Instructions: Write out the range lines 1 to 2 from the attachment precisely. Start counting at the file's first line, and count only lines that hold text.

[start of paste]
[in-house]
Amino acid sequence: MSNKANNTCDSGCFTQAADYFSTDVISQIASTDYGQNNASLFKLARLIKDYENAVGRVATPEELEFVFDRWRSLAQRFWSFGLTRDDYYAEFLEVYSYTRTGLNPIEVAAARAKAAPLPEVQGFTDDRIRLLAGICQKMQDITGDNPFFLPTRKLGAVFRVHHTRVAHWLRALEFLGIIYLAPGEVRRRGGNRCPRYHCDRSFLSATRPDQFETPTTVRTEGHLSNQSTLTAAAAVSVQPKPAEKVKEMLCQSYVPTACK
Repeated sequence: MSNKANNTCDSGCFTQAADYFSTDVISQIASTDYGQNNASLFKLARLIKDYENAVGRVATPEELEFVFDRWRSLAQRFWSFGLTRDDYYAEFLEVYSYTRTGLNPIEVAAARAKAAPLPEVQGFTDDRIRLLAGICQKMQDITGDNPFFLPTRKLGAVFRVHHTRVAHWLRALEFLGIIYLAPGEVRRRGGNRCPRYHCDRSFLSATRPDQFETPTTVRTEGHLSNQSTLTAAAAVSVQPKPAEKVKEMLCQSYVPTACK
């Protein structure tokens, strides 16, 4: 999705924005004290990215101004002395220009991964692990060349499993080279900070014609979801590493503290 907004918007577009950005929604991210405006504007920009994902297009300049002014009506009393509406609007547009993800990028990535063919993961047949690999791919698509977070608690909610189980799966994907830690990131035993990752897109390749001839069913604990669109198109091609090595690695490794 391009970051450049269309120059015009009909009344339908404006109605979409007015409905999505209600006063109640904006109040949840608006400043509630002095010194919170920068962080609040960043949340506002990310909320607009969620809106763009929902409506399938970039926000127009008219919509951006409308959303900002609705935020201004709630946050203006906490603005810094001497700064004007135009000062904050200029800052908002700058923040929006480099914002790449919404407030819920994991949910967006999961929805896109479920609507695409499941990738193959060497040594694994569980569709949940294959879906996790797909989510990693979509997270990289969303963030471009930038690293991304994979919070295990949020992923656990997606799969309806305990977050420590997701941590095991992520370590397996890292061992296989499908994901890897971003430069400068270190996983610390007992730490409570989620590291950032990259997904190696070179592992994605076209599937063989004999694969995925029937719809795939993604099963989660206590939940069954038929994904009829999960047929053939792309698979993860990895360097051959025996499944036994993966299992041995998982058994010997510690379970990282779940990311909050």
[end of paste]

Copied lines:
[in-house]
Amino acid sequence: MSNKANNTCDSGCFTQAADYFSTDVISQIASTDYGQNNASLFKLARLIKDYENAVGRVATPEELEFVFDRWRSLAQRFWSFGLTRDDYYAEFLEVYSYTRTGLNPIEVAAARAKAAPLPEVQGFTDDRIRLLAGICQKMQDITGDNPFFLPTRKLGAVFRVHHTRVAHWLRALEFLGIIYLAPGEVRRRGGNRCPRYHCDRSFLSATRPDQFETPTTVRTEGHLSNQSTLTAAAAVSVQPKPAEKVKEMLCQSYVPTACK